LONDON (Reuters) - Ahead of Boris Johnson's likely election next week as Britain's prime minister, EU countries are secretly wooing him in a bid to thrash out a new Brexit plan that would avoid a no-deal disaster, the Sunday Times newspaper reported.
Senior Irish politicians and diplomats have held talks with two of Johnson's cabinet allies in recent days, it said. German and French figures as well as the Dutch and Belgian governments have also established contact with Johnson's team and signalled an intention to do a deal, it added.
In a limited extract released on Saturday evening ahead of publication, the paper reported that Irish Foreign Minister Simon Coveney has indicated Dublin is prepared to compromise.
Johnson has pledged to take Britain out of the EU on Oct. 31 with or without a deal but Coveney said in an article for the paper that EU member Ireland wants to avoid a no-deal exit at all costs.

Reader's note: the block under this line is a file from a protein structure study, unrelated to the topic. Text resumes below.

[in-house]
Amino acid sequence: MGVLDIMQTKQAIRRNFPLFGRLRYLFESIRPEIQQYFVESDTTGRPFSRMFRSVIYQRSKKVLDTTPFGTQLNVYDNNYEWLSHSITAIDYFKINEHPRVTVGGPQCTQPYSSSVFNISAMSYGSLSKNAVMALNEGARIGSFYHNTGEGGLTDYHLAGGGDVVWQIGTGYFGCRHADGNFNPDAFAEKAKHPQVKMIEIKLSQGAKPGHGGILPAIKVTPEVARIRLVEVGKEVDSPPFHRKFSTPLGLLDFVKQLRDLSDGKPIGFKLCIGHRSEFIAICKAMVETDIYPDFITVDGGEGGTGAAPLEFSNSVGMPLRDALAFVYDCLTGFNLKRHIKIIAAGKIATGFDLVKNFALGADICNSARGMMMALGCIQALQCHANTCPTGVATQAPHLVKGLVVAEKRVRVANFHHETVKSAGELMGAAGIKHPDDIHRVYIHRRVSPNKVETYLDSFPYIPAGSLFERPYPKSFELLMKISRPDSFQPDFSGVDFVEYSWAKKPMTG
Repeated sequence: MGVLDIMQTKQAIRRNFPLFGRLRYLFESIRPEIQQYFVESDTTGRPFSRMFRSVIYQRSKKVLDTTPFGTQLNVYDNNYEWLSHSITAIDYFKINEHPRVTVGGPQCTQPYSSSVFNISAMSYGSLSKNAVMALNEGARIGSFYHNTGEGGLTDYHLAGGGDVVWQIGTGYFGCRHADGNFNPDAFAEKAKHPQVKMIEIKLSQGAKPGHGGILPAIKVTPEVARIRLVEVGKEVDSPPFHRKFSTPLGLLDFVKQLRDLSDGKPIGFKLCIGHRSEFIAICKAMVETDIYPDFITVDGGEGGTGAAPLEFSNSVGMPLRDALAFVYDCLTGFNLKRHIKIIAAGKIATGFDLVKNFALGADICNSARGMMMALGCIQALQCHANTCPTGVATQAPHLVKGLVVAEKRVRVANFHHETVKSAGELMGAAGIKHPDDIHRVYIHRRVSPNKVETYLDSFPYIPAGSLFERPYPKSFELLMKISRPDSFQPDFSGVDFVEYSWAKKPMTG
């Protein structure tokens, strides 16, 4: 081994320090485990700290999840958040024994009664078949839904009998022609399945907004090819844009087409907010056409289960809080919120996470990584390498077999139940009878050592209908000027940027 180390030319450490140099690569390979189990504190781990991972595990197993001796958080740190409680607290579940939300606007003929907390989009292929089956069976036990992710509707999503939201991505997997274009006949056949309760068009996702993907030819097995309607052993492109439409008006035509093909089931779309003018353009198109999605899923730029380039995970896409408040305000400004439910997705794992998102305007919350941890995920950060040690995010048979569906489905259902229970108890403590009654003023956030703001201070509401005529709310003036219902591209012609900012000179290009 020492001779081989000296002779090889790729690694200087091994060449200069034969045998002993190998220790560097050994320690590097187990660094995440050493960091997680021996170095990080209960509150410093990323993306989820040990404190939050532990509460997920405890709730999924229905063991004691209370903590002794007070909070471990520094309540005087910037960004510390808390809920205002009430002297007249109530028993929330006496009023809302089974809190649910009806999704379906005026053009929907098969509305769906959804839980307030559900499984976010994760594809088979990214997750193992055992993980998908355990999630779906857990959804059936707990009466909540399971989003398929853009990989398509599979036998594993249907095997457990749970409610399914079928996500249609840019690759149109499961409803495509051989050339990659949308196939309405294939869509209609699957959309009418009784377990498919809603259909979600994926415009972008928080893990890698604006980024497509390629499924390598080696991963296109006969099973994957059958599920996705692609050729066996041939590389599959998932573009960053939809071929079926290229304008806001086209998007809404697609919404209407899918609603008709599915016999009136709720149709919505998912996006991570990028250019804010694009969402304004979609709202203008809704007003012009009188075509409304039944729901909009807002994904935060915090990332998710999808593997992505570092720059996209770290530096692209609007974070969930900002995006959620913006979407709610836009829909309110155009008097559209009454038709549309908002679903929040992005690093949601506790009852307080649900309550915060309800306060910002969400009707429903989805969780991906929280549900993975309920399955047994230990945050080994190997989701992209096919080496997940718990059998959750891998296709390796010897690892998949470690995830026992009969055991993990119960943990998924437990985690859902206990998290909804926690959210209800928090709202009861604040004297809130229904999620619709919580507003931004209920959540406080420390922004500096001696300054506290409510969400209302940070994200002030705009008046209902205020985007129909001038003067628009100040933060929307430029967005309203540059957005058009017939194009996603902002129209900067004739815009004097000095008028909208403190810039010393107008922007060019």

"If Britain decides to leave without a deal it could cause huge damage to us all," he wrote. "A no-deal Brexit would devastate the northern Irish economy."
Johnson is widely expected to have easily beaten his rival, Foreign Secretary Jeremy Hunt, when the result of a ballot of members of the ruling Conservative Party for their next leader to replace Theresa May is announced on Tuesday.
May resigned two months ago after failing to persuade parliament to back the exit deal she struck with the EU last November.
(Reporting by Stephen Addison; Editing by Will Dunham)